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Landfall, the development studio behind Totally Accurate Battle Simulator, has shared new info regarding the Nintendo Switch version of the wacky physics-based tactics game. Firstly, the release date has been pushed back from its expected summer launch until early autumn. There have been reportedly “many challenges” with the port, which brings us to more unfortunate news.

In order to meet “optimization requirements,” many changes have been made to TABS on Switch, including the removal of the Simulation and Legacy campaigns. In addition, crossplay will not be supported, the BUG DLC won’t be available, the unit cap has been limited to 20, some units have been removed all together, certain levels have been redesigned and rebalanced, and custom content can only be shared with other Switch players at launch.

The developers are working hard to add, fix, and enable some of these changes in the future, but nothing can be promised.

“We hope that you understand that these changes are necessary in order for the game to run well on Switch and for us to be able to publish TABS on the platform, we will keep you posted if any other changes are made.” - LandFall Games

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Comments (3)

ngamer01

1M ago

The longer time goes on without Nintendo having a more powerful system out, the more likely we're going to be seeing stripped "ports", way more "OLD" ports, or more 3rd parties skipping the platform in favor of the Steam Deck at minimum.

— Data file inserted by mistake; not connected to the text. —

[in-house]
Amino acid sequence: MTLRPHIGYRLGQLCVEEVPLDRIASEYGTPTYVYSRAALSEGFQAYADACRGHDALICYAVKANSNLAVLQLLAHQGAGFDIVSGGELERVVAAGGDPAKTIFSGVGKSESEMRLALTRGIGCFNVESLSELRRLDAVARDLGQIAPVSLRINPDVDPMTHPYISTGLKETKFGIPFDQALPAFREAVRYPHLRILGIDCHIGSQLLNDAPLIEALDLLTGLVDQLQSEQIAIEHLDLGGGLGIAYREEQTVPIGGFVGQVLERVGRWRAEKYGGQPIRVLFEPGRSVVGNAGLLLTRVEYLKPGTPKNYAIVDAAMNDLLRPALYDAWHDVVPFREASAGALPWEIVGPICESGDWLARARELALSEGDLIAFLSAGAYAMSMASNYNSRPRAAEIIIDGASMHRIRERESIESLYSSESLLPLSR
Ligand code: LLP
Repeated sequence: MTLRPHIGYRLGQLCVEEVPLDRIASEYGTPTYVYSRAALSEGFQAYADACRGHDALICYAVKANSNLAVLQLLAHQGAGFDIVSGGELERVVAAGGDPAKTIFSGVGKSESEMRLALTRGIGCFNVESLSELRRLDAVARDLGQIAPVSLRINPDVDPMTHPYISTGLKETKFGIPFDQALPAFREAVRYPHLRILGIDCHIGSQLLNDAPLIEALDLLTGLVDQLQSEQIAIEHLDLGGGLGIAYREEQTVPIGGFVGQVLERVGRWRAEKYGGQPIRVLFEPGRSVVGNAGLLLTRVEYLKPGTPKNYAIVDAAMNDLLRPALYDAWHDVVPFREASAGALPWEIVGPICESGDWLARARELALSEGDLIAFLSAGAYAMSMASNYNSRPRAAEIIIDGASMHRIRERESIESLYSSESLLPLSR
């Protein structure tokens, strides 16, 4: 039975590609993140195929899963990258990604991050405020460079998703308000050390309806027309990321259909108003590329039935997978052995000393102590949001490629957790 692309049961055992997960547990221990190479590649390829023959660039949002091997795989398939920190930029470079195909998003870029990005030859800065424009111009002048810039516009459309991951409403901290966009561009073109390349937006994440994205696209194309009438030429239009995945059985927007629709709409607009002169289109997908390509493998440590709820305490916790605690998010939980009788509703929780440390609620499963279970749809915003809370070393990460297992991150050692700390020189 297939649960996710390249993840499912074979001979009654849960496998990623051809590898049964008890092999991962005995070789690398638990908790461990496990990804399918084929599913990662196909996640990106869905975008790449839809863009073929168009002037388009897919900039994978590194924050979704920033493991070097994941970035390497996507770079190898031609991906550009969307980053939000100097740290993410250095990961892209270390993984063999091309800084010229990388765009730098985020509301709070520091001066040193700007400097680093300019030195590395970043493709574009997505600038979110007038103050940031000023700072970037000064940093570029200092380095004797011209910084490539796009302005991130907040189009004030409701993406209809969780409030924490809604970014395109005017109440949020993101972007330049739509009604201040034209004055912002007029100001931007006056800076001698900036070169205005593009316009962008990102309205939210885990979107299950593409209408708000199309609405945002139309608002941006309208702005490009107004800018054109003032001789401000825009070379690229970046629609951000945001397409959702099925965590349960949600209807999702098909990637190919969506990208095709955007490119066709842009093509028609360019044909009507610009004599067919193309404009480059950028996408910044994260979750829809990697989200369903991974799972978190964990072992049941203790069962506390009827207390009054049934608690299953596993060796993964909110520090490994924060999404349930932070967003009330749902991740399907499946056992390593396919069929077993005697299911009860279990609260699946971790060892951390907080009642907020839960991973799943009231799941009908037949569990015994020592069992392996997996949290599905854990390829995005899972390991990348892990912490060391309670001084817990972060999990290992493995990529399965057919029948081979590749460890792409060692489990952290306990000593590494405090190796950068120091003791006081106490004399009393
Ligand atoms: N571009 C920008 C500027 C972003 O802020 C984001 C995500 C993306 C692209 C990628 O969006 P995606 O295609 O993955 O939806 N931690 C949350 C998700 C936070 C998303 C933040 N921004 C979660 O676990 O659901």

Switch may be still making bank, but so was the Wii...The Wii faded fast after four years. Switch is at risk of the same thing.

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the_crimson_lure

1M ago

@ngamer01

Not really.

Many very talented developers have shown that massive games can be ported to Switch without effecting content or gameplay very much, if at all.
Sure, playstation/PC/Xbox specs being closer together means many developers will choose the cheaper route of just going with those 3 rather than re-optimize their game for Switch, but that doesn't seem like it's effected the Switch at all for the last 5 years, so it's not likely to start now.

The Wii faded because Nintendo started gearing up for it's next system. That happens with every console maker when they ready their next iteration.
It's only been slower this time because the newest hardware player base has rarely been this low this long after the new hardware released.


>> The Wii faded because Nintendo started gearing up for it's next system.

Caused by the lack of games following 2010 leaving Skyward Sword as the last notable game for Wii. The drop off forced Nintendo to rush 3DS and Wii U to market earlier than they'd like. Wii U would flop as a result and the 3DS barely survived with a price cut. Nintendo can't afford another 3DS/Wii U with the Switch and its followup.

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